Figures 2 and 3 show data from a total of 10 RT60 measurements made in a variety of stadiums. Some are permanently enclosed, some have retractable roofs and a couple can be characterized as having a “hole” in the roof. This data shows that even partially enclosed stadiums are very reverberant. Figures 4 through 8 show the size of stadiums exhibiting the types of RT characteristics described here. Captions point out acoustical treatments that were employed (or lack of treatments).
Pelton Marsh Kinsella (PMK) has performed RT60 measurements in some of these large facilities using a “yachting cannon,” with 10-gauge shotgun shell blanks, as an impulse source, collecting the data with multiple spectrum analyzers that have fast time-store capabilities, and post-processing the data with computer software. The yachting cannon idea was suggested by Jack Randorff (Randorff & Associates, Ransom Canyon TX) as a way to generate enough low-frequency energy for measurements all the way down to 63Hz. PMK’s cannon-based 63Hz measurements are not presented here because of ongoing research to establish a consistent method for presentation of this less-reliable low frequency data.
Randorff & Associates used the yachting cannon at the Astrodome in 1988 (see Figure 9) to obtain audio recordings of the impulses, using an instrument grade recorder, and then processed the data with a strip chart recorder to arrive at RT60 values. At the same time, PMK employed time-delay spectrometry using a TEF Analyzer for parallel RT60 measurements because of the inherent signal-to-noise superiority of this measurement process. The TEF-based RT measurements tracked the cannon-based measurements very well, as documented in a paper presented to a Fall 1988 Audio Engineering Society meeting.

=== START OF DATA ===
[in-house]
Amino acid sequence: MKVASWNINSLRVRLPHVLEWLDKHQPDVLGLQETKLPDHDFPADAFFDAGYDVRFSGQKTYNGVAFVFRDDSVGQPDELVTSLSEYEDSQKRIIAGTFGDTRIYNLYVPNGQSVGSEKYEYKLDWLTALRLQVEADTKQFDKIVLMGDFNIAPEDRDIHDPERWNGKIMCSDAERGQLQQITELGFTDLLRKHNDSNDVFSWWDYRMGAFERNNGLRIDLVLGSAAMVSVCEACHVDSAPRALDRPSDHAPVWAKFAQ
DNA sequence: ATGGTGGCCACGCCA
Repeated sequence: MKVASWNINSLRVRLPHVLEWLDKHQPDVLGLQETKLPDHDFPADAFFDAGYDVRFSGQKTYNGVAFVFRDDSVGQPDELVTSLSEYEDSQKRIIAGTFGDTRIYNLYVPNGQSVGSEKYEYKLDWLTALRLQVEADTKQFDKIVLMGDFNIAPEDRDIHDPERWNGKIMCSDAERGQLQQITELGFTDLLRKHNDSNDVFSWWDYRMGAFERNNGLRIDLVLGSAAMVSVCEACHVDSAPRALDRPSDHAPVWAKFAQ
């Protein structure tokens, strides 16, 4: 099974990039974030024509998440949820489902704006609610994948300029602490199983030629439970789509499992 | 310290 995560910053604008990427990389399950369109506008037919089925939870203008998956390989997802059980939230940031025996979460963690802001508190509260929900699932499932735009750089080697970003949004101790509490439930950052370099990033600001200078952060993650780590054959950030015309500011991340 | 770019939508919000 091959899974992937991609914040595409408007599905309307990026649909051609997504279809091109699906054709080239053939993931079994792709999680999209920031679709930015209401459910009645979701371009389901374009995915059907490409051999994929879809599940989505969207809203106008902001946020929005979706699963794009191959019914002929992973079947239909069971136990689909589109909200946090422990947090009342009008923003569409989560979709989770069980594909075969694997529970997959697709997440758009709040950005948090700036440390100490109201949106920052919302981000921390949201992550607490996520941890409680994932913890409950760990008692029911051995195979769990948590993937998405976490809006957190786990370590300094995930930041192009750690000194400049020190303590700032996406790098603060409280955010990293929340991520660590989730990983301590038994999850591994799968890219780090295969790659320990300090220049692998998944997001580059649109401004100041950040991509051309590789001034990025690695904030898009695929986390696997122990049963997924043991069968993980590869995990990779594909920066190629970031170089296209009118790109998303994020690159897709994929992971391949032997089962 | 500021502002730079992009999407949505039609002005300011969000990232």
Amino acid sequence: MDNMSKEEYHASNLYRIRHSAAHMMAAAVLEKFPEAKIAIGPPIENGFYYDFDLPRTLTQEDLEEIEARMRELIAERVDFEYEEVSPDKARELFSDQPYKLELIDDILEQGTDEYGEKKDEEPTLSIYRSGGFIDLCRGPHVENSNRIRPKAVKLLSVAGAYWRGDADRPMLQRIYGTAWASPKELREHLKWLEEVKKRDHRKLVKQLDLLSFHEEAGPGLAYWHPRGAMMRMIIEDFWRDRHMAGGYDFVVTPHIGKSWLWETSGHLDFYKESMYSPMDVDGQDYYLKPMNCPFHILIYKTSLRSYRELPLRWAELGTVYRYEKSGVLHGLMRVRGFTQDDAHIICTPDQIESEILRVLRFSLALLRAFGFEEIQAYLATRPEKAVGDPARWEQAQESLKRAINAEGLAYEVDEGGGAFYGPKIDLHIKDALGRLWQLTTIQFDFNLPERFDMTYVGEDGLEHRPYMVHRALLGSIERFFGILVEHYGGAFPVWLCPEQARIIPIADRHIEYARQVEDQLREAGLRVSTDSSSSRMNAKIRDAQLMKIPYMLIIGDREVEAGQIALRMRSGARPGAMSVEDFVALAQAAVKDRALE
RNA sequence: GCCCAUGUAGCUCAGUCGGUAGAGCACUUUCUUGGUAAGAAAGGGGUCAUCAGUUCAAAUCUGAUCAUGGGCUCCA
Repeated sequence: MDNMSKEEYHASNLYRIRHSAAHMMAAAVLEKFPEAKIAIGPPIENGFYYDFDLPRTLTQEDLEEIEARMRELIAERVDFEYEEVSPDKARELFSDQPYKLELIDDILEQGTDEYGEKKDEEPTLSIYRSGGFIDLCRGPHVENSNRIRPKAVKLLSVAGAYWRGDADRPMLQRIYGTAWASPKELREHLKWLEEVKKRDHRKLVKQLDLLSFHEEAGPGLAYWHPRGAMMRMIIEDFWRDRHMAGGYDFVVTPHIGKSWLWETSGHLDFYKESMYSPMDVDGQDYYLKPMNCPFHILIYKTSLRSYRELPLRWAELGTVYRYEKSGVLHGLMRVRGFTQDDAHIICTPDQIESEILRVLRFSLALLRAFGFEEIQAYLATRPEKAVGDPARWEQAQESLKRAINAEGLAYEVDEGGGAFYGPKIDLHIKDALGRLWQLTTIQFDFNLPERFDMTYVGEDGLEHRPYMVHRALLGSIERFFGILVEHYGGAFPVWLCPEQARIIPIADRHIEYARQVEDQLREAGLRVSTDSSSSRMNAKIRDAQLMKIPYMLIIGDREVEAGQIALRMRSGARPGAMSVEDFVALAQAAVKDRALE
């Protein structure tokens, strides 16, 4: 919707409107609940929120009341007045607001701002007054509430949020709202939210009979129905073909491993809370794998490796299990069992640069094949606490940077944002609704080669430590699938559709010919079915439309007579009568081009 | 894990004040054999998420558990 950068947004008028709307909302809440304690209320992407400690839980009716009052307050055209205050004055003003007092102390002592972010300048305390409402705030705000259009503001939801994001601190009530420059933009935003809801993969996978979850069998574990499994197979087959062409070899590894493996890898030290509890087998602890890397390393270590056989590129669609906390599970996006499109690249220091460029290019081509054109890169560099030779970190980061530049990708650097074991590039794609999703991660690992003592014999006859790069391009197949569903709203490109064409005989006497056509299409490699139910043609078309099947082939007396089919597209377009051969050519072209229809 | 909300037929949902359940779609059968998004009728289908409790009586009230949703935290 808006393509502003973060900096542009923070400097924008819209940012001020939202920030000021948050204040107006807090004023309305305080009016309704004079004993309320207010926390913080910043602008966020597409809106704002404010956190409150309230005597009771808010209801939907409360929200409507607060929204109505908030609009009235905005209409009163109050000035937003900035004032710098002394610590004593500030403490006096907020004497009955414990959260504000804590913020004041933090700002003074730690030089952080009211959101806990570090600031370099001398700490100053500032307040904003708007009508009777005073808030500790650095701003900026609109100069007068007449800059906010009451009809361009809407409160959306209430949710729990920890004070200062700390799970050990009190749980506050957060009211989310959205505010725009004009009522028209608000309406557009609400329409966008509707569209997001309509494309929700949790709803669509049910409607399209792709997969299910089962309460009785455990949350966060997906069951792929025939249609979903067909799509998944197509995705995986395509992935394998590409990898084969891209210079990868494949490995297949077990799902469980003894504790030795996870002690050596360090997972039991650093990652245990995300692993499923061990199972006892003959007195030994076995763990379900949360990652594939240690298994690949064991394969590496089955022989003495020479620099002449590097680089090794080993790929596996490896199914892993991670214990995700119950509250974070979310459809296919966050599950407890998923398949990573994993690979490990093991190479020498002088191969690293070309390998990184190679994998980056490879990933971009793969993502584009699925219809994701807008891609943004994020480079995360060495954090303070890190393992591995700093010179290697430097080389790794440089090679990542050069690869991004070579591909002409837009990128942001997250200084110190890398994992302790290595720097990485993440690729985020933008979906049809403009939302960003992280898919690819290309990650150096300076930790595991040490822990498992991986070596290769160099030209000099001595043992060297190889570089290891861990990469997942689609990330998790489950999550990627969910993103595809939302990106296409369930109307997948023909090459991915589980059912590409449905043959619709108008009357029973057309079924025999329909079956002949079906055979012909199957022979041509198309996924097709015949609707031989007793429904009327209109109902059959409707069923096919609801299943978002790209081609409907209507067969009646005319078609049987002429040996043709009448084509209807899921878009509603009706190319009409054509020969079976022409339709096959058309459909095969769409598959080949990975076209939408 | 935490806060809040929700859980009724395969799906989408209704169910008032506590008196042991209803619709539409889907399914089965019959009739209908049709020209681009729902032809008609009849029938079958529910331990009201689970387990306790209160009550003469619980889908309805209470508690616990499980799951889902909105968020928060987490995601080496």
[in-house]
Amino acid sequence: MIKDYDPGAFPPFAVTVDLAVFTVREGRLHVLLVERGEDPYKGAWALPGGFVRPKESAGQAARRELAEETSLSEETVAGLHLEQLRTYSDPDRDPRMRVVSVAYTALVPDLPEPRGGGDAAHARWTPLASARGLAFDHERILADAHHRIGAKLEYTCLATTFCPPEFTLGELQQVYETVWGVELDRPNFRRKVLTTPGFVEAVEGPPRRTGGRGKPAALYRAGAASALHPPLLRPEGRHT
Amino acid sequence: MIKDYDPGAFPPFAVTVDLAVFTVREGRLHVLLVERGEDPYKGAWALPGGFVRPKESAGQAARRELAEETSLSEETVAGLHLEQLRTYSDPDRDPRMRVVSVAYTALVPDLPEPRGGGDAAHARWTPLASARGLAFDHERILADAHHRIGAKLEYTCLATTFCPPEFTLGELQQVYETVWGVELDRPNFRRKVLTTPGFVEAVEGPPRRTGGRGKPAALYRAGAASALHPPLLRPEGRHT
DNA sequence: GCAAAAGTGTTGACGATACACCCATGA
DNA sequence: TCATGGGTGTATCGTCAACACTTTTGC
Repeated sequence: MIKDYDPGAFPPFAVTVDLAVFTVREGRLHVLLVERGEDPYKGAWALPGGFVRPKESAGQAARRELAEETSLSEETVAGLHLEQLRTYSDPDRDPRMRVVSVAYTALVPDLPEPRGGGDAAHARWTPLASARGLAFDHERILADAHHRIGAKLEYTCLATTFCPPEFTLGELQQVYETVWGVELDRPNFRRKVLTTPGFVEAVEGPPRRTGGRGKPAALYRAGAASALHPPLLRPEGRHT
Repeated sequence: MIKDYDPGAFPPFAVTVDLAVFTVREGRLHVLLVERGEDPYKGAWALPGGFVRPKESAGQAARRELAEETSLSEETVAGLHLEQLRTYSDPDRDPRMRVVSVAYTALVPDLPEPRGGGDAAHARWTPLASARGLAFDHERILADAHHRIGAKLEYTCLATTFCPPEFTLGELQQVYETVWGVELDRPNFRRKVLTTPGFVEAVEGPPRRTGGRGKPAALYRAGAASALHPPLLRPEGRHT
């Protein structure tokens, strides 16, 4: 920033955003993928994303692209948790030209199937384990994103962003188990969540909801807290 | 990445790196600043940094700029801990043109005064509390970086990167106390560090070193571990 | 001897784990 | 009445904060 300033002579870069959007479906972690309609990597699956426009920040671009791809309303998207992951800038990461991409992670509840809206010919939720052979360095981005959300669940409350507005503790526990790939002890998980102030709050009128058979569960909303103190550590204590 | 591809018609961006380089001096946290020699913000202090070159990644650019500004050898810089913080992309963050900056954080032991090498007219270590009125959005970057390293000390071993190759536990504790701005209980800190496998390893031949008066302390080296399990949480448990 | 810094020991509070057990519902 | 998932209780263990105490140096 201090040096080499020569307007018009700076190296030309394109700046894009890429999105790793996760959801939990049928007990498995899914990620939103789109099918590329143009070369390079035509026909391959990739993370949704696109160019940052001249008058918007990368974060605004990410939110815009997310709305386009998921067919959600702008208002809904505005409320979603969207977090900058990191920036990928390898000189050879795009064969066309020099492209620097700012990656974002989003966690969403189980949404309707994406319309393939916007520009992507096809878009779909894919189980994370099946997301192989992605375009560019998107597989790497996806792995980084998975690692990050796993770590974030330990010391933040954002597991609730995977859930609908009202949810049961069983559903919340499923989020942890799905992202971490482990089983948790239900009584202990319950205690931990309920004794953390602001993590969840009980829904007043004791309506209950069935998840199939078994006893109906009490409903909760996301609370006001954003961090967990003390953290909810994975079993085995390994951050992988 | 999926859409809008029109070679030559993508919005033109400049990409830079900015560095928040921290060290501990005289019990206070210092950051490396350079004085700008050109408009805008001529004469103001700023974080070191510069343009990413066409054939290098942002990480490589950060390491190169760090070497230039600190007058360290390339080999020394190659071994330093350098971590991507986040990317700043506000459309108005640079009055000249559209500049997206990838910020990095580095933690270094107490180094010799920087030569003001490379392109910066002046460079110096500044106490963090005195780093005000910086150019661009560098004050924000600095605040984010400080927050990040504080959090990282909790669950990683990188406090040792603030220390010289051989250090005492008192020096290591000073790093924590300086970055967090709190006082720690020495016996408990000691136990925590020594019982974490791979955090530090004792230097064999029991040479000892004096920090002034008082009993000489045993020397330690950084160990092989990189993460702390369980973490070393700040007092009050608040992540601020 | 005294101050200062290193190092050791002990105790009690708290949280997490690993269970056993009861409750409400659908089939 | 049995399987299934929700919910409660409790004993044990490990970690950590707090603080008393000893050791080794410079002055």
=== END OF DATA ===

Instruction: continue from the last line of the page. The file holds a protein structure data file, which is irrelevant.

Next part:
However, interpretation of TEF data generated from multiple loudspeaker clusters in the house sound system proved difficult compared with data provided from the cannon’s point-source impulse. Modern portable spectrum analyzers now allow quick simultaneous collection of impulse responses at multiple locations, and the cannon serves as an ideal source for huge venues such as sports facilities.
Figure 6. BankOne Ballpark used a 3" fluted “acoustical deck” for both the retractable roof and the permanent roof deck areas. Rock wool roofing insulation was used above the deck, instead of the usual polyisocianurate, to increase sound absorption. Many of the wall surfaces employed perforated metal backed with fiberglass for additional sound absorption and various types of treatment were used on other vertical surfaces as well. The combined effect was the shortest reverberation for the group of retractable roof stadiums measured with the roof closed.
Figure 7. For Miller Park, home of the MLB Milwaukee Brewers, an “acoustical roof deck” was used, but vertical surfaces were not treated and the internal volume is very high. This resulted in reverberation times that are among the longest of the retractable roof group measured with the roof closed.
Evaluating Low Frequency RT60
One parameter often examined in room acoustics work is the Bass Ratio (BR), defined as the 125Hz and 250Hz Early Decay Time (EDT) average divided by the 500Hz and 1kHz average EDT. By definition, EDT includes only the first 10dB of sound-energy decay. In stadiums, EDTs are very short; the decay rate is similar to a measurement made outdoors. This is because there are few reflections in the early part of the impulse response measurement. Therefore, EDT is useless for determining BR in a stadium.
However, BR is still a useful parameter for stadium design if RT60 values are used instead of EDT for the low-frequency and midrange averages. By adding 63Hz RT60 values into the low-frequency average to arrive at an “extended” low-frequency average, the BR becomes an Extended Bass Ratio (EBR). This is shown in Figure 2 where appropriate.
As a point of reference, consider that halls for music performance should have BR values close to unity in small venues (less than 2000 seats) and for halls with RT60 values greater than 2.0 seconds. BR should be in the range of 1.1 to 1.2 for larger halls with shorter RT60 values.